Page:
AS Monaco faces taxing football issues

Monaco players celebrate a goal against Bordeaux in their opening Ligue 1 match of the season
Image caption French football club AS Monaco has been spending big in pursuit of success

For years France has been considered the weakest of the so-called Big Five football leagues in Europe - a quintet which also includes England, Germany, Spain and Italy.

However, the past couple of seasons have seen exciting developments with clubs Paris Saint-Germain and AS Monaco being bought by wealthy overseas owners.

Both the Qatar Investment Authority in Paris and Dmitry Rybolovlev at Monaco have international ambitions for their clubs, and their big-name international signings have raised the profile and glamour stakes of the domestic Ligue 1.

Despite this, a huge row is now brewing in French football over the tax advantages enjoyed by newly-wealthy AS Monaco.

Being based in the tax haven of Monte Carlo, they are able to offer overseas stars - such as Colombian striker Falcao, a £51m summer signing from Atletico Madrid - massive tax-free salaries, something their 19 French-based league rivals are unable to do.

'Huge wealth'

"The advantage is huge in being able to convince huge players like Falcao to move to the club," says French journalist Cyrille Haddouche of Le Figaro newspaper, who has been watching events closely.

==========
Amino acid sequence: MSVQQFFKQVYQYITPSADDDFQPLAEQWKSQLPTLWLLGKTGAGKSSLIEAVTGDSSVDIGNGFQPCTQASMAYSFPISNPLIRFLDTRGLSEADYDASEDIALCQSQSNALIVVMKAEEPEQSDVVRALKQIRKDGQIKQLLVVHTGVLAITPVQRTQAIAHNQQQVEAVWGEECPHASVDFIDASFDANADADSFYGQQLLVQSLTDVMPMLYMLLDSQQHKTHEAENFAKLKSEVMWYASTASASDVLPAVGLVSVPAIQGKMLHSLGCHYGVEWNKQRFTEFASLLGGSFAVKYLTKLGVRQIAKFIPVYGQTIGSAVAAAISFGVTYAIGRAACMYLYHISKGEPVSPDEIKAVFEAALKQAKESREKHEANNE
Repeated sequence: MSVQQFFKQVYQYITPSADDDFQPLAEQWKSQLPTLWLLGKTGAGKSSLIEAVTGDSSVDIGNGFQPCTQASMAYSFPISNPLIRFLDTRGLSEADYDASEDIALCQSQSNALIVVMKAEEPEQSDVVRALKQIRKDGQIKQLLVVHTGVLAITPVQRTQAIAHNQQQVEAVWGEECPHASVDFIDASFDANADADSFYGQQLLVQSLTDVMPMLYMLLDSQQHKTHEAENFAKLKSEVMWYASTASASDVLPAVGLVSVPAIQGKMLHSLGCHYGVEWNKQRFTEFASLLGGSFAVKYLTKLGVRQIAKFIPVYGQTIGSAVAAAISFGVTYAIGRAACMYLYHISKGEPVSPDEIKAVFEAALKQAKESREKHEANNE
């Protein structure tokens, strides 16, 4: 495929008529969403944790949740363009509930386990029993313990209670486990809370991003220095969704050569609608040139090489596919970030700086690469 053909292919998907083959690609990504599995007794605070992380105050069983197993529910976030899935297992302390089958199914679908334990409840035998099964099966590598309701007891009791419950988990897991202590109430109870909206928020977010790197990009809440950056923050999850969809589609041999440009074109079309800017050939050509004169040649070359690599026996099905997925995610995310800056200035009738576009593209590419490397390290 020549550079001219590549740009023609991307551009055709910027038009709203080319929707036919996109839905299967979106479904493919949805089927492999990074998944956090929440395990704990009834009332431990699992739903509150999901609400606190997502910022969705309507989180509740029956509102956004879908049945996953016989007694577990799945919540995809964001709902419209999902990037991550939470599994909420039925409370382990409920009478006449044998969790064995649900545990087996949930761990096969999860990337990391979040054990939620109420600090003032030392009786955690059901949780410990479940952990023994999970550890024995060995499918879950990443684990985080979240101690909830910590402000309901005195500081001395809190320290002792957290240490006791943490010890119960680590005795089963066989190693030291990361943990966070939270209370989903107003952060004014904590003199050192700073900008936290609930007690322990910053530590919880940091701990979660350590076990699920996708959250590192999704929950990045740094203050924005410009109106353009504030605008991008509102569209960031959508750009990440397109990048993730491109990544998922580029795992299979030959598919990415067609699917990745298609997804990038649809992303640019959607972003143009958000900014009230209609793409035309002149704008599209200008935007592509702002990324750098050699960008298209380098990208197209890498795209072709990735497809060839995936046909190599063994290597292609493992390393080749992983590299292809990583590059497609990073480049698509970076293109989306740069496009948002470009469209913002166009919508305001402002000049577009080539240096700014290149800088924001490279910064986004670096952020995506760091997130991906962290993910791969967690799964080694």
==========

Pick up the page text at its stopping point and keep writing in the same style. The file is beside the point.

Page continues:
He points out that while these tax rules have always been in place, what is different now is that their effects are being multiplied by "the huge wealth of the Russian owner".

Image caption Tax breaks are luring foreign stars to the millionaire's playground of Monte Carlo

It means rival clubs - historical and successful names such as Lyon, Lille, Marseille and Saint-Etienne - are unable to financially compete with AS Monaco, either with billionaire Mr Rybolovlev's deep pockets, or their tax advantages.

"So the tax advantage that Monaco has is considered as unfair [by the clubs], especially in a period of economic difficulties for all clubs except Paris Saint-Germain," says Mr Haddouche.

"For example, former winners of the league, Lyon and Lille, must now sell players in order to reach break even."

The resentment felt by other clubs comes against the backdrop of the prospect of the introduction of a 75% tax rate on individual annual incomes in France exceeding 1m euros (£860,000), including those of footballers.

The proposal was a central part of President Francois Hollande's election campaign, and although initially scuppered by the courts, the policy may be reintroduced in a different form.

The president of the Ligue de Football Professionnel (LFP), Frederic Thiriez, has been fighting the 75% proposal, but has also said that something needs to be done about AS Monaco's tax advantage.

He said unless the rules changed then the newly-promoted club would have a 50m euros (£43m) a season advantage over other clubs.

Legal hearing